This book presents a comprehensive analysis of the similarities and differences of contemporary human resource management systems, processes and practices in the two increasingly important economic great powers in Asia. It covers the full range of human resource management activities, including recruitment, retention, performance management, renumeration, and career development, discusses changing industrial relations systems, and sets the subject in its historical, social and cultural contexts. It examines newly emerging strategies, and asssesses the extent to which human resource management systems in the two countries are coverging or diverging.
1. The Asian Century – The Shift of Global Economic Power to China and India Alan Nankervis 2. Cultural and Traditional Legacies, Leadership Values, and Human Resource Management Principles Samir Chatterjee 3. Human Resource Management in Transition Fang Lee Cooke 4. Transformation in Industrial Relations Fang Lee Cooke 5. Changing Talent Attraction and Retention Strategies Alan Nankervis 6. Managing Performance, Human Resource Development, Rewards and Remuneration Systems Alan Nankervis 7. The Dynamic Human Resource Management Architecture of Chinese and Indian Global Organizations Malcolm Warner and Alan Nankervis 8. Towards New Models of Human Resource Management Samir Chatterjee, Fang Lee Cooke, Alan Nankervis & Malcolm Warner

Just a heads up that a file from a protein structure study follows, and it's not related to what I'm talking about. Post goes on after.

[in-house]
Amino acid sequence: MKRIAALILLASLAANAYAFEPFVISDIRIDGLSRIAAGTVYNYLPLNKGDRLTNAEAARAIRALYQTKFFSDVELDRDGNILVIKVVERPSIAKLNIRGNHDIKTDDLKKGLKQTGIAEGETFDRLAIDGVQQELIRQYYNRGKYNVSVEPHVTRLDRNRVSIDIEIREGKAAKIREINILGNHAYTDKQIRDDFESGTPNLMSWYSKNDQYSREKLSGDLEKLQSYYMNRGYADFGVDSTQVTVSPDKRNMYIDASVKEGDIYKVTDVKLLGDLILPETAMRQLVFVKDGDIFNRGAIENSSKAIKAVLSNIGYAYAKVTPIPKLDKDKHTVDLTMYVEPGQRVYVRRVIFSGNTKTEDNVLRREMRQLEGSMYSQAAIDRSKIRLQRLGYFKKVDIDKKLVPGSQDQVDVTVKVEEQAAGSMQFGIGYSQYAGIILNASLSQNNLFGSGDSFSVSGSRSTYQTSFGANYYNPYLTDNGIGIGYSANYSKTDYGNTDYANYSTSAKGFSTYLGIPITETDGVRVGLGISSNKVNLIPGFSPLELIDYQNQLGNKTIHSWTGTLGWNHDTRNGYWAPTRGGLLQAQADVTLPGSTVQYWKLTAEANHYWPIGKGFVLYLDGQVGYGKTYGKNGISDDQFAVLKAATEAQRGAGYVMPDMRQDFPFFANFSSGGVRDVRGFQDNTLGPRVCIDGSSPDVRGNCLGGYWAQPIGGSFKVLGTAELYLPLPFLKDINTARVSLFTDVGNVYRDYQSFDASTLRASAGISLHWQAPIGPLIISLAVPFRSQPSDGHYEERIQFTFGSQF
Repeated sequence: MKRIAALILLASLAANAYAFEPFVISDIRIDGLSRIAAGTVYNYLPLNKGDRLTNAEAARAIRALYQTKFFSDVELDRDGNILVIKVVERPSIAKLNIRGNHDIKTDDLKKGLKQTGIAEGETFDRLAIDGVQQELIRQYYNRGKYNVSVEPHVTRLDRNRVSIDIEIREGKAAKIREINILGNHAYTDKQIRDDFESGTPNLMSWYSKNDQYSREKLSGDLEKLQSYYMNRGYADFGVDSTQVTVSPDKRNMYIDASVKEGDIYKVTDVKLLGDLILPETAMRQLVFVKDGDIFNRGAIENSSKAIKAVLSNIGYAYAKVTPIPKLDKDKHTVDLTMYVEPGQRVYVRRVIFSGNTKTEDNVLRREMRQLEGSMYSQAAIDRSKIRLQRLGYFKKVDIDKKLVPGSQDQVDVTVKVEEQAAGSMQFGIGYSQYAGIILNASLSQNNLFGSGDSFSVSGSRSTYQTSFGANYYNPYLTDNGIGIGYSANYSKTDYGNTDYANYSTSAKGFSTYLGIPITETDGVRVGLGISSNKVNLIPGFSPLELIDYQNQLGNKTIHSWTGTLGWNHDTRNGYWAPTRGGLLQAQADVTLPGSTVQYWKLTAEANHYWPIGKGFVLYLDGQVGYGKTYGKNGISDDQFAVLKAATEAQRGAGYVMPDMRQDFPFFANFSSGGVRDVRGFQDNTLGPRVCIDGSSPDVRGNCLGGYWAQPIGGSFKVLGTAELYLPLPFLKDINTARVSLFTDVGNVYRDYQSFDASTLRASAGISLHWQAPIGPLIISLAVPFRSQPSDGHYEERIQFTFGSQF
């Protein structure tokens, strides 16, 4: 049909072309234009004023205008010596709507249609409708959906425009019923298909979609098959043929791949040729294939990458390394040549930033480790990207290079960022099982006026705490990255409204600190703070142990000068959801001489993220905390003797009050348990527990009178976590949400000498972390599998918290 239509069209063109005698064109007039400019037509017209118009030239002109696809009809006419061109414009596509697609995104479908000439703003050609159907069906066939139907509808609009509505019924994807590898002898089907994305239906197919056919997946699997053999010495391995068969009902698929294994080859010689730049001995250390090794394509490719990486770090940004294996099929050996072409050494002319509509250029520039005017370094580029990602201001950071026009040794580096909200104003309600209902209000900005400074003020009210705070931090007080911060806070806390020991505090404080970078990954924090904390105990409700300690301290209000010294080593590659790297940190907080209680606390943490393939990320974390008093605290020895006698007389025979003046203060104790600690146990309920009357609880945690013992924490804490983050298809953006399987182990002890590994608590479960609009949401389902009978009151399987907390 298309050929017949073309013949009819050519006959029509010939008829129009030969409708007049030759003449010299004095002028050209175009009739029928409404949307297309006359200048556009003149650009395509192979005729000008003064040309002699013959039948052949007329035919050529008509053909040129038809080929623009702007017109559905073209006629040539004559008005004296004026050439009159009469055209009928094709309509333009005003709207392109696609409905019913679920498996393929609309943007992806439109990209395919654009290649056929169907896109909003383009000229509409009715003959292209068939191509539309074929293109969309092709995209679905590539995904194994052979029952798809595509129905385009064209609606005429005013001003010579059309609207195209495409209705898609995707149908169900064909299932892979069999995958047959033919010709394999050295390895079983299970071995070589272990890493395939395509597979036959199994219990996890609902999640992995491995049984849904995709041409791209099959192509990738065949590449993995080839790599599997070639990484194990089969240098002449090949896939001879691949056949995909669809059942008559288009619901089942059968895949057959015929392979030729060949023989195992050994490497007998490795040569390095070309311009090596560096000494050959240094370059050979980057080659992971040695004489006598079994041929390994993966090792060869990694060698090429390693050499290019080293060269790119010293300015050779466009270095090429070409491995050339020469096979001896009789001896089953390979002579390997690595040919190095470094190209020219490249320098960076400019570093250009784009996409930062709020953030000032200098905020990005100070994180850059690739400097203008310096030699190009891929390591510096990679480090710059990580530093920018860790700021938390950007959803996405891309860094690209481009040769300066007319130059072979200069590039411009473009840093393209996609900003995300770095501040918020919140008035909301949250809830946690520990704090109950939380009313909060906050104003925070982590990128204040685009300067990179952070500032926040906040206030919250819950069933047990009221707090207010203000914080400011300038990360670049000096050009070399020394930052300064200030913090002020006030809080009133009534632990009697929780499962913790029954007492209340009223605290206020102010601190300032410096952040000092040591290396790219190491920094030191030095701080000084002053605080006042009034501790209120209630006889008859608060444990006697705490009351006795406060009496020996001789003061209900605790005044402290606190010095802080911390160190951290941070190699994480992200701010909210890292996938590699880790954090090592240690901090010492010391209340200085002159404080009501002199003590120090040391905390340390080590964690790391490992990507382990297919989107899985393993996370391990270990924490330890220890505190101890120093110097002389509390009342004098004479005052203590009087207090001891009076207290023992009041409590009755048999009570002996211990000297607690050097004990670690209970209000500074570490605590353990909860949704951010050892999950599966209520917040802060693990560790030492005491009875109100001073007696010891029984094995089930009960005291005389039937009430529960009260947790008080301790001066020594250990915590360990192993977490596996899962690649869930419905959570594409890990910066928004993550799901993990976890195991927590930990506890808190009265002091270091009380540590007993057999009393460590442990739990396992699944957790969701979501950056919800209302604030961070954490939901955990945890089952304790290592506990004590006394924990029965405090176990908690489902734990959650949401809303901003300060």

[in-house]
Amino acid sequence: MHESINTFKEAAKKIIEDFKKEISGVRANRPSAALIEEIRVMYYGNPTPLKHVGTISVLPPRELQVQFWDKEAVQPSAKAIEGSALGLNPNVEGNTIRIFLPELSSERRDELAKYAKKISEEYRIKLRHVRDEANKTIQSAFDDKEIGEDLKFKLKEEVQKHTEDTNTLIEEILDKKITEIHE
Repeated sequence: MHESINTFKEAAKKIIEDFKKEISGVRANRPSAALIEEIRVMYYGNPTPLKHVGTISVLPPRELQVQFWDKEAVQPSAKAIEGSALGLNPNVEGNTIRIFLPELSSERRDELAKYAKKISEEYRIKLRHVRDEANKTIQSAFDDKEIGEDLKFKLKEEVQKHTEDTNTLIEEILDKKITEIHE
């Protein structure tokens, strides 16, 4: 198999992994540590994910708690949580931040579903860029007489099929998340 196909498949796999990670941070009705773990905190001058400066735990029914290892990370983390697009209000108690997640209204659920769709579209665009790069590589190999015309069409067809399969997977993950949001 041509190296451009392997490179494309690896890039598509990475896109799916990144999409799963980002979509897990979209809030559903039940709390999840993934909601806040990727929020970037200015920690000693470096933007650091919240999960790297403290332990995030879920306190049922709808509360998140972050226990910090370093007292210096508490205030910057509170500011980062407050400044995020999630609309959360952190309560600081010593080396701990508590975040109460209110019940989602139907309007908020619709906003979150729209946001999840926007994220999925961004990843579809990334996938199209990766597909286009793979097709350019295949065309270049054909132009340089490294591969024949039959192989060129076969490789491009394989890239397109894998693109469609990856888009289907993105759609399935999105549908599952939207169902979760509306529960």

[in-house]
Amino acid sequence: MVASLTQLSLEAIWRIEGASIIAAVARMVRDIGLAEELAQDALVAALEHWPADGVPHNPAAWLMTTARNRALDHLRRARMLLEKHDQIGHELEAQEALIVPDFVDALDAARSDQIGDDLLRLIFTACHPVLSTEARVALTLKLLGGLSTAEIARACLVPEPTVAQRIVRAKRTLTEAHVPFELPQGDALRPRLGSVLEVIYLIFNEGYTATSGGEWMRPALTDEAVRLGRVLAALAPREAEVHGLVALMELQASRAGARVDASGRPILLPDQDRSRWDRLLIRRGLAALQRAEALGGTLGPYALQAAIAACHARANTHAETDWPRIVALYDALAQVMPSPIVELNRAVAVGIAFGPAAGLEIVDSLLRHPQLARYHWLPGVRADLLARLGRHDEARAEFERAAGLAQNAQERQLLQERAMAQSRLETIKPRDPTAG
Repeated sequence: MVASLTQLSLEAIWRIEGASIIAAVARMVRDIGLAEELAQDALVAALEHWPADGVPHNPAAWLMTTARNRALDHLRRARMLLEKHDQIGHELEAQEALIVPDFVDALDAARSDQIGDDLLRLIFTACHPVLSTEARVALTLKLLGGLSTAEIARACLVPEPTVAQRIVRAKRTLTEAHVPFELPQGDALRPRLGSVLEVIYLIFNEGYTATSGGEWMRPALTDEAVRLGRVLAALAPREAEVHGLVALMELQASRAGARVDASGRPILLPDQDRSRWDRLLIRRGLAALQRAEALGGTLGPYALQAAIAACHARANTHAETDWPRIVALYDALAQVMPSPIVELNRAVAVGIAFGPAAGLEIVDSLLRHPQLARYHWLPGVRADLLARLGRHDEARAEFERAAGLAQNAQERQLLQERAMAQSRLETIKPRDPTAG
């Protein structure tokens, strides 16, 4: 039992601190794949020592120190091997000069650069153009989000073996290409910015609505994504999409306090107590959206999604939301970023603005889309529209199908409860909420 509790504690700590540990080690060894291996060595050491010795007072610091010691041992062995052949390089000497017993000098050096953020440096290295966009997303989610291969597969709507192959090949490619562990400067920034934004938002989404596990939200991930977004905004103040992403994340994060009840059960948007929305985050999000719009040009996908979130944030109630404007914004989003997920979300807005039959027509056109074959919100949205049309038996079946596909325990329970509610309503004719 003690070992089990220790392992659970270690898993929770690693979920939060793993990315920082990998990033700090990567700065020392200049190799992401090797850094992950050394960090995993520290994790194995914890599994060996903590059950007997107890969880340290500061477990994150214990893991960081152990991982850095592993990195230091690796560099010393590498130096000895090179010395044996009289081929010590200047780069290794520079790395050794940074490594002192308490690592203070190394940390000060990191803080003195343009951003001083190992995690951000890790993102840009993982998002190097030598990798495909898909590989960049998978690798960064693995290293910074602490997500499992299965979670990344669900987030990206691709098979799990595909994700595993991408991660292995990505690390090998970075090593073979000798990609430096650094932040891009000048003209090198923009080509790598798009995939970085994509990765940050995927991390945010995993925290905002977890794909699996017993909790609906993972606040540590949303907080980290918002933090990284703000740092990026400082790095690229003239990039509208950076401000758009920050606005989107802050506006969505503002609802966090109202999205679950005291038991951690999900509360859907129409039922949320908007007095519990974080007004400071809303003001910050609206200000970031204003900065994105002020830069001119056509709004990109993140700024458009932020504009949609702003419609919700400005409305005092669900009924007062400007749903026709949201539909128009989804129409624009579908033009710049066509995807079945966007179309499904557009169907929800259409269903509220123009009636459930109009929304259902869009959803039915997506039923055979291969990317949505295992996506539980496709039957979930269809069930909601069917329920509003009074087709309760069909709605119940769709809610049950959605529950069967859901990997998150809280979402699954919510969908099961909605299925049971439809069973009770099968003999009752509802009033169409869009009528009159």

‘I would like to recommend strongly "New Models of HRM in China and India". The book highlights the enormous changes in global economic power and influence and the major lessons for international human resource management stemming from these developments. This comparative work is especially valuable for highlighting patterns of continuity and change in these two countries and for drawing out the fundamentally important implications for theory’. - Michael Poole is Professor of HRM, Cardiff Business School, Cardiff University, Cardiff, UK.
Editor of the International Journal of Human Resource Management.
Co-Author of: International Human Resource Management, London: Routledge.
'With the re-emergence of China and India - the world's two most populous nations - in the global economy, it is imperative that researchers and practitioners have an accurate understanding of human resource management in both countries. This book provides a comprehensive analysis of the similarities and differences between these two countries and presents a new model of human resource management that can explain more adequately the dynamics and challenges associated with these two emerging giants. It is a must read for all who seek further insights on managing and doing business in China and India'. - Rosalie L. Tung is the Ming & Stella Wong Professor of International Business at Simon Fraser University, BC, Canada.
Author of: Learning from World Class Companies. London, U.K.: Thomson Learning.